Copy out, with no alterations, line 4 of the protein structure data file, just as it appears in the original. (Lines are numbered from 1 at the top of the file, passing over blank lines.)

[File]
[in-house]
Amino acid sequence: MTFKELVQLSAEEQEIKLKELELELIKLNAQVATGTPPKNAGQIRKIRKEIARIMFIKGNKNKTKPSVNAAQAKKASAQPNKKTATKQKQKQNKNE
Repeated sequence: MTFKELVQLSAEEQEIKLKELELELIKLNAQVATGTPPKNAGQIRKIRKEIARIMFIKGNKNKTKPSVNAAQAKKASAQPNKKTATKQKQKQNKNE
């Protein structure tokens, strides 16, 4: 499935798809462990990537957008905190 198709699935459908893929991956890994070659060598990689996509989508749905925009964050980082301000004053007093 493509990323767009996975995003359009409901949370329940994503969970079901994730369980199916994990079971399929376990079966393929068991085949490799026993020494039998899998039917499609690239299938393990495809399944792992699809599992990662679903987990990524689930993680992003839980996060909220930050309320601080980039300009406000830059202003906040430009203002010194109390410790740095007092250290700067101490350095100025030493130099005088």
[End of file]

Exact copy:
């Protein structure tokens, strides 16, 4: 499935798809462990990537957008905190 198709699935459908893929991956890994070659060598990689996509989508749905925009964050980082301000004053007093 493509990323767009996975995003359009409901949370329940994503969970079901994730369980199916994990079971399929376990079966393929068991085949490799026993020494039998899998039917499609690239299938393990495809399944792992699809599992990662679903987990990524689930993680992003839980996060909220930050309320601080980039300009406000830059202003906040430009203002010194109390410790740095007092250290700067101490350095100025030493130099005088």